WYSO

What Happened To Hung-Town? WYSO Curious Goes In Search Of Hungarian Dayton

Apr 7, 2016

In today’s WYSO Curious, we field a question from WYSO listener Delaine Adkins, who lived in Budapest Hungary for a couple years and was curious about an historic area in Dayton called Hung-Town.

She wondered whether there were still any residual influences from the original occupants.

I started my search for Hung-Town in the middle of a street in what remains of the Kossuth Colony, a former Hungarian settlement in Old North Dayton off Leo and Troy Street. The Colony was constructed in 1906 for Hungarian workers brought to build steel railroad cars for the Barney and Smith Car Works. A fair number of the original houses still stand, showing the signs of age and neglect, and empty lots dot the street, but here and there a few houses have been recently renovated.

I catch one of the residents as she pumps up a flat tire on her car and call out to her—Joyce Winning says she’s been in the area 54 years. I ask her how many of the original colony duplexes are left.

“This is one. That one down there is one,” Joyce answers, pointing down the street. Others have since been torn down.  “How I know that they’re the Kossuth Colony is because the bathrooms are in the back. No windows, and they’re off the kitchen.”

Back in the early 1900s, there were thousands of Hungarians living in Dayton. The Kossuth Colony was built and owned by Jacob Moskowitz, a Hungarian Immigrant who served as a foreign-labor contractor.  During the turn of the century, Dayton’s economy was booming and there was a huge shortage of unskilled labor. So, foreign-labor contractors like Moskowitz, hired immigrants away from factories on the east coast to supply labor for heavy industries in the midwest.

During the Great Flood in 1913, residents of the Kossuth Colony began removing boards from the fence to build rafts, and that marked the beginning of the end of the Colony as a company town. The Barney and Smith Car Works was put up for auction in 1921, and Moskowitz began selling off the homes in the Colony.

At the height of the industrial movement, there were thousands of Hungarian Immigrants living in Dayton. Joyce says now, there’s not much sign of them—it’s mostly Turkish and Russian immigrants in Old North Dayton.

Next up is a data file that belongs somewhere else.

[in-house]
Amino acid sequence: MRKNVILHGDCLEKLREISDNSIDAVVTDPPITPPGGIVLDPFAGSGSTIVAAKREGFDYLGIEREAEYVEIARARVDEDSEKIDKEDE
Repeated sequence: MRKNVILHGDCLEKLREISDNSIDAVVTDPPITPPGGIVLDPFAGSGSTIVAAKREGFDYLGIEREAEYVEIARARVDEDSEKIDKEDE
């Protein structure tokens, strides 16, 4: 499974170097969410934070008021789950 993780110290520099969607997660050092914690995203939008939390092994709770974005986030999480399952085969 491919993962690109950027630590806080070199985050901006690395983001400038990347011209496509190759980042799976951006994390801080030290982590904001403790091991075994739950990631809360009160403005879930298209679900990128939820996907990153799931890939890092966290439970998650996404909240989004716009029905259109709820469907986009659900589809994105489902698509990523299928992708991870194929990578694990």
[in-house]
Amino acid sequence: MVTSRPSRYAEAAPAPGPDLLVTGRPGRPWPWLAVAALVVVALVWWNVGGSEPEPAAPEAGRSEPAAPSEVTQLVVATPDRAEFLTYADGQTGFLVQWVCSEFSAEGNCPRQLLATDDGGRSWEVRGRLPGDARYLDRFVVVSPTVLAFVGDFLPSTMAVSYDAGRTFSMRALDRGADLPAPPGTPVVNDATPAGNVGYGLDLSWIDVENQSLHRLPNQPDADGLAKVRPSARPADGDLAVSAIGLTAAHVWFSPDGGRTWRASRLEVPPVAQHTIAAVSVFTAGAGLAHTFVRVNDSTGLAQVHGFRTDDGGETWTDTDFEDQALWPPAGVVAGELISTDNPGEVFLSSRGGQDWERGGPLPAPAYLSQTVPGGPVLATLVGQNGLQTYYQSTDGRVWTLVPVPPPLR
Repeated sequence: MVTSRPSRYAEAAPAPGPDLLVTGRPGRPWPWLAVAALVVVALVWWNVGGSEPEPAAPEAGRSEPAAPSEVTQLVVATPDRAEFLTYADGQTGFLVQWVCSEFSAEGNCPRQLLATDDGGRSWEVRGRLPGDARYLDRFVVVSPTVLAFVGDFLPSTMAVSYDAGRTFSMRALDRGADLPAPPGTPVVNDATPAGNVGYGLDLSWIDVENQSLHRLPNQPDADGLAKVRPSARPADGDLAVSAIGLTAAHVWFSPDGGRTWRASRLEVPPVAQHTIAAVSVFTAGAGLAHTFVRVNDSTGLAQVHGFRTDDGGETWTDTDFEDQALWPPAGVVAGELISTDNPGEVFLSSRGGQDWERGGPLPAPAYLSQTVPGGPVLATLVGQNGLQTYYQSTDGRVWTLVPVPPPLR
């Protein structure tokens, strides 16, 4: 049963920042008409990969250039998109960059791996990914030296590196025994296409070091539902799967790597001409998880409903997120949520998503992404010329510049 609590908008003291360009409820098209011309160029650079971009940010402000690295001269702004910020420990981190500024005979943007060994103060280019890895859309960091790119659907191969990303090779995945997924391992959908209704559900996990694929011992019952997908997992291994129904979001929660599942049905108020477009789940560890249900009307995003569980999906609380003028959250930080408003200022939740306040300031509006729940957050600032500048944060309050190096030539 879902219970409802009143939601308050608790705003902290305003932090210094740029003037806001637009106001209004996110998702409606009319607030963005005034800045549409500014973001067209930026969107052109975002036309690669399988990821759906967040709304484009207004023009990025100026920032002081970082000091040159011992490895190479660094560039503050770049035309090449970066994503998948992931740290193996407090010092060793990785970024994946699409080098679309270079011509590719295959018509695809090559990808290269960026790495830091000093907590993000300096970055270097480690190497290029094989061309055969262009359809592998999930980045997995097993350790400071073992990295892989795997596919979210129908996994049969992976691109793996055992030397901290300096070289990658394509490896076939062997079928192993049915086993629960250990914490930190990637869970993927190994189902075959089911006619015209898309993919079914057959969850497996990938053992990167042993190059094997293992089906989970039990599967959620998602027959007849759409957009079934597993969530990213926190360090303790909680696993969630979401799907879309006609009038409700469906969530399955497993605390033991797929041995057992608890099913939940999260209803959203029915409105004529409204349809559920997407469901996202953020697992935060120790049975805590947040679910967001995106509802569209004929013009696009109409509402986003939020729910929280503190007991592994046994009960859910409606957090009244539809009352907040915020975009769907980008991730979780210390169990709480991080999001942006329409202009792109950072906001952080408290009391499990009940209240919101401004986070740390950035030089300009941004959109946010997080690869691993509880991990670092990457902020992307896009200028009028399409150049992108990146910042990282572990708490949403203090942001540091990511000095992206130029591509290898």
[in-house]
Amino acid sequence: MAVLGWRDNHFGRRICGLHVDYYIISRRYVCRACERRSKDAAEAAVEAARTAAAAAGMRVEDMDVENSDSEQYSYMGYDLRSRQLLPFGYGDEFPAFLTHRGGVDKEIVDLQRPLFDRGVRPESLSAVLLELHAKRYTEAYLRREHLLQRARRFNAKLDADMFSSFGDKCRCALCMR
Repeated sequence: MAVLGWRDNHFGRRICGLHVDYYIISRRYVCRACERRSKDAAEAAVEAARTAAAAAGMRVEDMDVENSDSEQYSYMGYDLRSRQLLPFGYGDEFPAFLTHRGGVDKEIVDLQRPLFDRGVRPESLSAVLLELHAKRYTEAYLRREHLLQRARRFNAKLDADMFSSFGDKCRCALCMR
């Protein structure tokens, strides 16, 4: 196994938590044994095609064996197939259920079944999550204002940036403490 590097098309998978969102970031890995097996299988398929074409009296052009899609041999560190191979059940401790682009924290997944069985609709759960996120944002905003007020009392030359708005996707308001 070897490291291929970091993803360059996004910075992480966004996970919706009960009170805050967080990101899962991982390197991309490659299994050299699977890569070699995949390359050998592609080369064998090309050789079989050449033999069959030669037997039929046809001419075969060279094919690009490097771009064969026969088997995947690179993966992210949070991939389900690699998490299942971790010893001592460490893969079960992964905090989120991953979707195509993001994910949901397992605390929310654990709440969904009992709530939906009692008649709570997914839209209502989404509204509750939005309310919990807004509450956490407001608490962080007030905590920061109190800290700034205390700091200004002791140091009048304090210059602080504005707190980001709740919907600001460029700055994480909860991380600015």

But there are still some Hungarians around. The Dayton Hungarians have a Facebook and web page. They list events like Cabbage Roll Dinners, and performances by the Hungarian Festival Dancers. A few places in Dayton also serve Hungarian food, like Amber Rose.

There were also two Hungarian Churches in Old North Dayton. St. Stephen’s now sits empty at the edge of the former colony and further up the road is the Old Troy Pike Community Church.

St. Stephens, the Hungarian Catholic church, stands empty in north Dayton.
Credit Renee Wilde / WYSO

 

At the Old Troy Pike church, I get a tour from Andy Dobo, a 76 year old member of the congregation who came over from Hungary 60 years ago to escape the revolution. We go around the church to a back top parking lot, where a low brick building sits off to itself.

We’re entering a low brick building behind the church’s parking lot, called the Kossuth Hall.

“So this used to be a center of Hungarian activities and culture.  We often, well not often like a couple time a year, have various events here.” Andy tells me in a quiet voice, “Now the church is down to four of us. Five of us. Used to be a significant church but…”

“Wait, back up. There are only four members left in your church?” I ask.

“Correct.” Andy says.

Andy leads me into a big open room with high ceilings and a commercial kitchen. There are really large oil paintings hanging on the walls that depict Hungarian life. A worship area is set up for Sunday services in the corner, and tables are still out from the cabbage roll dinner last weekend.

Cabbage roll dinners are among the social events hosted by Dayton's small Hungarian community.
Credit Renee Wilde / WYSO

“Eventually we will have to sell this property because it is so difficult to maintain this hall,” Dobo says. They rent out the church in front to a Baptist Congregation. “And they do a very nice job of keeping it up.”

I ask Andy where you can still get authentic Hungarian food in Dayton. Turns out he has a daughter who makes traditional foods, Dobo’s Delights. “Of course she is not making a living out of Hungarian pastries. There has to be donuts and cake.”

“So I’m getting the sense from you that there’s not a lot of Hungarian stuff left in Dayton,” I ask.

“Unfortunately, that is correct,” he says.

So, to answer Delaine Adkins’ question, there’s not a lot left. But if you have a hankering for Hungarian culture in Dayton—there’s the upcoming Spring Dinner Dance at the Czech-Slovak club April 30th and the festival dancers will be at World A’Fair, Dayton’s International Festival in May. More information about the Dayton Hungarian community can be found at daytonhungarians.org.

WYSO Curious is our occasional series about your questions and curiosities—let us know what you are curious about in the Miami Valley, and your question could get answered by a WYSO reporter. WYSO Curious is a partnership with Hearken, founded by Jennifer Brandel based on her work at Curious City/WBEZ Chicago.